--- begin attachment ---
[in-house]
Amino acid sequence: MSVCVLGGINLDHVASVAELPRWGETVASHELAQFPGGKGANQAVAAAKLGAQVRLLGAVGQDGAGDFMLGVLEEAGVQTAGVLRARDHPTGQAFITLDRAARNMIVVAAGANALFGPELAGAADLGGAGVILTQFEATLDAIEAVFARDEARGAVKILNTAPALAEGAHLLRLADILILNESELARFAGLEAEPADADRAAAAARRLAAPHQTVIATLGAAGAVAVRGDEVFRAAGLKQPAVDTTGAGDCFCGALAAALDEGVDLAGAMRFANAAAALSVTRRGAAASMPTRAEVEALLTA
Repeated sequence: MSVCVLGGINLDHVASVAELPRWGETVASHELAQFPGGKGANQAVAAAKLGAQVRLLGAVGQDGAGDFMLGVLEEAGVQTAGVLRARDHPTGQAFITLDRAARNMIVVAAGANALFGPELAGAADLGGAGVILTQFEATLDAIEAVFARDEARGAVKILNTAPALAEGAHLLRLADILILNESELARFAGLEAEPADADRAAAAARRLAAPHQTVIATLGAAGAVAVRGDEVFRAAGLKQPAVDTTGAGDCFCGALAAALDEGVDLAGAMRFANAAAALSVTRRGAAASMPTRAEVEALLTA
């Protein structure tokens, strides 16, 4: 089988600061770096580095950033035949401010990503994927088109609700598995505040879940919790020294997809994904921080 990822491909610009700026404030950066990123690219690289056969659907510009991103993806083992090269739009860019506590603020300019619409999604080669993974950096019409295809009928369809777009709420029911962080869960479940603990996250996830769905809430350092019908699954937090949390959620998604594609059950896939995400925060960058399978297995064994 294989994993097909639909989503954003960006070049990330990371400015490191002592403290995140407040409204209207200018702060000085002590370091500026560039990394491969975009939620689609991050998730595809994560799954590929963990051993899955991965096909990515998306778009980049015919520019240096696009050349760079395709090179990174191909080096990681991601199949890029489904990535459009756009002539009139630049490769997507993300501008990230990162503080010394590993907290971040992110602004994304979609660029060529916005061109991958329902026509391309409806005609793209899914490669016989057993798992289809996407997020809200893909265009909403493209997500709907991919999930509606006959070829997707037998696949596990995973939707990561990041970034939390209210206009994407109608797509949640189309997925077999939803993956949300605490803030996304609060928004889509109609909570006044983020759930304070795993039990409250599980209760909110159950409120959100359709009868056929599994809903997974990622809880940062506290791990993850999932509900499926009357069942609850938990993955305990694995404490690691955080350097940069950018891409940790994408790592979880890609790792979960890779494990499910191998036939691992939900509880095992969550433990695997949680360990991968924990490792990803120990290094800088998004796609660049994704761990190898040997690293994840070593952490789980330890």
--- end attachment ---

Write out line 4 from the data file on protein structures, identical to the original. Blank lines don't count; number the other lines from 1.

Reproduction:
């Protein structure tokens, strides 16, 4: 089988600061770096580095950033035949401010990503994927088109609700598995505040879940919790020294997809994904921080 990822491909610009700026404030950066990123690219690289056969659907510009991103993806083992090269739009860019506590603020300019619409999604080669993974950096019409295809009928369809777009709420029911962080869960479940603990996250996830769905809430350092019908699954937090949390959620998604594609059950896939995400925060960058399978297995064994 294989994993097909639909989503954003960006070049990330990371400015490191002592403290995140407040409204209207200018702060000085002590370091500026560039990394491969975009939620689609991050998730595809994560799954590929963990051993899955991965096909990515998306778009980049015919520019240096696009050349760079395709090179990174191909080096990681991601199949890029489904990535459009756009002539009139630049490769997507993300501008990230990162503080010394590993907290971040992110602004994304979609660029060529916005061109991958329902026509391309409806005609793209899914490669016989057993798992289809996407997020809200893909265009909403493209997500709907991919999930509606006959070829997707037998696949596990995973939707990561990041970034939390209210206009994407109608797509949640189309997925077999939803993956949300605490803030996304609060928004889509109609909570006044983020759930304070795993039990409250599980209760909110159950409120959100359709009868056929599994809903997974990622809880940062506290791990993850999932509900499926009357069942609850938990993955305990694995404490690691955080350097940069950018891409940790994408790592979880890609790792979960890779494990499910191998036939691992939900509880095992969550433990695997949680360990991968924990490792990803120990290094800088998004796609660049994704761990190898040997690293994840070593952490789980330890």